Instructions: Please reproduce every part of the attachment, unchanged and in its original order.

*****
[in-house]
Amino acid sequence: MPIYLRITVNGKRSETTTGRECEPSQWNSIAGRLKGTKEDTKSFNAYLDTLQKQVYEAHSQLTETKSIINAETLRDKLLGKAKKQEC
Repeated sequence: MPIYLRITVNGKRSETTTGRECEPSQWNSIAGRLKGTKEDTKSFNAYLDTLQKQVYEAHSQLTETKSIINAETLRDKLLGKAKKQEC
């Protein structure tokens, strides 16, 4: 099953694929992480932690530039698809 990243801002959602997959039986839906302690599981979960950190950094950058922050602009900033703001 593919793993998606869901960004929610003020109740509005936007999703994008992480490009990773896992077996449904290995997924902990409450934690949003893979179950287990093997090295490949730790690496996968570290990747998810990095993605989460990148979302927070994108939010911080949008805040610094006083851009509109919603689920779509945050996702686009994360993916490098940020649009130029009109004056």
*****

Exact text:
[in-house]
Amino acid sequence: MPIYLRITVNGKRSETTTGRECEPSQWNSIAGRLKGTKEDTKSFNAYLDTLQKQVYEAHSQLTETKSIINAETLRDKLLGKAKKQEC
Repeated sequence: MPIYLRITVNGKRSETTTGRECEPSQWNSIAGRLKGTKEDTKSFNAYLDTLQKQVYEAHSQLTETKSIINAETLRDKLLGKAKKQEC
């Protein structure tokens, strides 16, 4: 099953694929992480932690530039698809 990243801002959602997959039986839906302690599981979960950190950094950058922050602009900033703001 593919793993998606869901960004929610003020109740509005936007999703994008992480490009990773896992077996449904290995997924902990409450934690949003893979179950287990093997090295490949730790690496996968570290990747998810990095993605989460990148979302927070994108939010911080949008805040610094006083851009509109919603689920779509945050996702686009994360993916490098940020649009130029009109004056």